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Introduction
  • Extensile Lateral ApproachAllows visualization of the lateral calcaneus and subtalar joint
  • Indications
    • calcaneus fractures
    • calcanectomy
Planes
  • No true internervous or intermuscular plane
Position & Preparation
  • Anesthesia
    • general anesthesia with endotracheal tube
  • Preparation
    • radiolucent table 
    • C-arm fluoroscopy
    • tourniquet can be used
  • Position
    • lateral decubitus positioning is necessary
    • slightly flex knee to relax gastrocnemius  muscle pull
Approach 
  • Incision 
  • Superficial dissection 
    • place the posterior arm of the incision midway between the fibula and the Achilles tendon
    • place the horizontal arm in line with the base of the fifth metatarsal
    • proximal and distal ends of the incision are bluntly spread through until sural nerve is identified
    • full thickness fasciocutaneous flaps are sharply created over calcaneus
    • must not bevel the full-thickness aspect of the incision
    • the vascular supply to the flap is a  watershed area.
  • Deep dissection 
    • at the corner of the incision, make the incision directly to the bone to ensure that a full thickness flap is created.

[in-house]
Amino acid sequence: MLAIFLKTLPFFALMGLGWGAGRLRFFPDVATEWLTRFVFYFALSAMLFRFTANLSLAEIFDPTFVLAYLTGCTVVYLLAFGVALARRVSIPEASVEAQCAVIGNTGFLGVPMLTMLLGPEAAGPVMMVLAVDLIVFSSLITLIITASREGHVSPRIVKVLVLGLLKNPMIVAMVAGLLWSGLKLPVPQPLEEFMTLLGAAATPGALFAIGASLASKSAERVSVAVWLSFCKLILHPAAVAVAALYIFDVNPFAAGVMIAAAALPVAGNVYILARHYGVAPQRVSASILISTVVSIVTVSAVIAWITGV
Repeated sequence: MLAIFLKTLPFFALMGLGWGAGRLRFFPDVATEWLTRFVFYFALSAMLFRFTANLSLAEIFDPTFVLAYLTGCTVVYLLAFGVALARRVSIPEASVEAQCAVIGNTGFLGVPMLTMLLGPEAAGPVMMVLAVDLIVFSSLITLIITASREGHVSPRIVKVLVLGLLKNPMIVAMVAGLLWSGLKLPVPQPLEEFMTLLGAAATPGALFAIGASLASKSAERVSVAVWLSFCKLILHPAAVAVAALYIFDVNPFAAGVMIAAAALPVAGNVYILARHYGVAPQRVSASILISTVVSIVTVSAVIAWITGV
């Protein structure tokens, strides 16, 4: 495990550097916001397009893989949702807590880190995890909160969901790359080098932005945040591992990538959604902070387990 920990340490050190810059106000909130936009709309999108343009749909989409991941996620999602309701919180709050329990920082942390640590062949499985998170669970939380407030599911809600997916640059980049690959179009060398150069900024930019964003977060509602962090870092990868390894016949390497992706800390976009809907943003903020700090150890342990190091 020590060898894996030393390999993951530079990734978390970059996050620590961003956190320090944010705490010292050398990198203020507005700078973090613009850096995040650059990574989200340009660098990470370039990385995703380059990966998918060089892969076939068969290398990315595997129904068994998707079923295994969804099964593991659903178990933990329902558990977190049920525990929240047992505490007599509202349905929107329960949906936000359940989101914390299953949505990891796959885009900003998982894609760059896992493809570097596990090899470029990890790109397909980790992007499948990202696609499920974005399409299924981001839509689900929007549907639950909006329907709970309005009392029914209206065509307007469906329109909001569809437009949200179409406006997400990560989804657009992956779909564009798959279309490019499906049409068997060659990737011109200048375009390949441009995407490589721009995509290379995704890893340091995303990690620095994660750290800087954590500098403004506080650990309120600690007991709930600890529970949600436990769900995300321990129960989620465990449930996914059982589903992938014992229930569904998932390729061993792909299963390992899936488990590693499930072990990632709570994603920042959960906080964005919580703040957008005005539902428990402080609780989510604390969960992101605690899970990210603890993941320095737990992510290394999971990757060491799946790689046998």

• avoid any undermining of the edges
    • a thick subperiosteal flap is sharply raised off of the lateral wall of the calcaneus until the sinus tarsi, neck, and posterior facet are visualized
    • 1.6mm K-wires can be placed into the talus, fibula, and cuboid 
      • the wires are then bent, allowing a "hands-free" retraction technique 
    • the peroneal tendons are subperiosteally elevated and reflected in anterior flap
    • calcaneofibular ligament is sharply released from the calcaneus
  • Approach extension
    • can extend proximally to a lateral approach to ankle/fibula  if needed
    • distal extension limited by sural nerve

Dangers

  • Peroneal tendons
    • risk is minimized with maintenance of access under the anterior flap
    • must evaluate upon closure for instability or laceration(s)
  • Sural nerve 
    • risk is minimized with maintenance of access under the anterior flap
    • must dissect out proximal aspect of vertical limb and anterior aspect of horizontal limb to minimize iatrogenic injury 
  • Wound dehiscence
    • most common complication of this approach
    • lateral calcaneal artery is responsible for corner of flap
    • careful attention to skin handling and closure with Allgower-Donati suture technique minimizes soft tissue complications 
 

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